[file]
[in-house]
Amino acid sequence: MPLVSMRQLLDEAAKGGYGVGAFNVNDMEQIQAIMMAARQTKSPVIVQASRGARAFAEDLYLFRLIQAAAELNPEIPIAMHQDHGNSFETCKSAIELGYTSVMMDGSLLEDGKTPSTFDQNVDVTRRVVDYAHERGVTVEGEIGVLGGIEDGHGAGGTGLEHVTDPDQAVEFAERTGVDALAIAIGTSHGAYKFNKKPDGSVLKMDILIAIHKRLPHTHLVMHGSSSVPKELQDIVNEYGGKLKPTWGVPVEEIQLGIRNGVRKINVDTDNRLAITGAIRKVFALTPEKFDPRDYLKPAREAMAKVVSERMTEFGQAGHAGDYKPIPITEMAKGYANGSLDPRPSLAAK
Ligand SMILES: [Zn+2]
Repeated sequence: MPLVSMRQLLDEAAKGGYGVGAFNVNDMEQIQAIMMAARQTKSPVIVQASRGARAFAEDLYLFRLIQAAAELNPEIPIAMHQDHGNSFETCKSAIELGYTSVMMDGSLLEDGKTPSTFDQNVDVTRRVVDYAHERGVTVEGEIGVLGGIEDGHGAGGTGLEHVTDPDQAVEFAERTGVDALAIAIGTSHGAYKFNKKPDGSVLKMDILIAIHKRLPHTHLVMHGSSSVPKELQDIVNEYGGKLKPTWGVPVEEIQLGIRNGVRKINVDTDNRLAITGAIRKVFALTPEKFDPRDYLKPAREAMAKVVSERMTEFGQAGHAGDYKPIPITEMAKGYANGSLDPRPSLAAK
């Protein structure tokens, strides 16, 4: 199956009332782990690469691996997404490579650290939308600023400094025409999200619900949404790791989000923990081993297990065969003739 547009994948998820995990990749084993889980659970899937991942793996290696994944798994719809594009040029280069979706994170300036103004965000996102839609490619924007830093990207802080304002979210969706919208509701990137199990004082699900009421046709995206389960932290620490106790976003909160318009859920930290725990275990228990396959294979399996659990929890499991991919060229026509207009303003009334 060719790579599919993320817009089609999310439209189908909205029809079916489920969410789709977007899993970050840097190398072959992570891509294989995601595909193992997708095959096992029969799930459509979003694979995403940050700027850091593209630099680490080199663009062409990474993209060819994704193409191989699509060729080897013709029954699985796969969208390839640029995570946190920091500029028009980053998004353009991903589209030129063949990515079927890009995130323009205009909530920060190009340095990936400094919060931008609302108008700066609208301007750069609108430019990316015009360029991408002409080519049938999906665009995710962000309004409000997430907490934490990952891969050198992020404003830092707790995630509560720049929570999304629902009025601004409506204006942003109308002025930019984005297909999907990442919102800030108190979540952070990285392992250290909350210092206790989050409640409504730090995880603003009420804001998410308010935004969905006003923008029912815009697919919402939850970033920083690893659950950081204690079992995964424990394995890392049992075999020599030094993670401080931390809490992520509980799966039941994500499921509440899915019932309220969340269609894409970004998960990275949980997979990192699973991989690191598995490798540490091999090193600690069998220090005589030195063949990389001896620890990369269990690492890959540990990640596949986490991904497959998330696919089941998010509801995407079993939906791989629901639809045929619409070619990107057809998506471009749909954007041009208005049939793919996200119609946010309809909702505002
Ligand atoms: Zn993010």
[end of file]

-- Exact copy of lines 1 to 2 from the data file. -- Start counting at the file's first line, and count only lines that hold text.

[in-house]
Amino acid sequence: MPLVSMRQLLDEAAKGGYGVGAFNVNDMEQIQAIMMAARQTKSPVIVQASRGARAFAEDLYLFRLIQAAAELNPEIPIAMHQDHGNSFETCKSAIELGYTSVMMDGSLLEDGKTPSTFDQNVDVTRRVVDYAHERGVTVEGEIGVLGGIEDGHGAGGTGLEHVTDPDQAVEFAERTGVDALAIAIGTSHGAYKFNKKPDGSVLKMDILIAIHKRLPHTHLVMHGSSSVPKELQDIVNEYGGKLKPTWGVPVEEIQLGIRNGVRKINVDTDNRLAITGAIRKVFALTPEKFDPRDYLKPAREAMAKVVSERMTEFGQAGHAGDYKPIPITEMAKGYANGSLDPRPSLAAK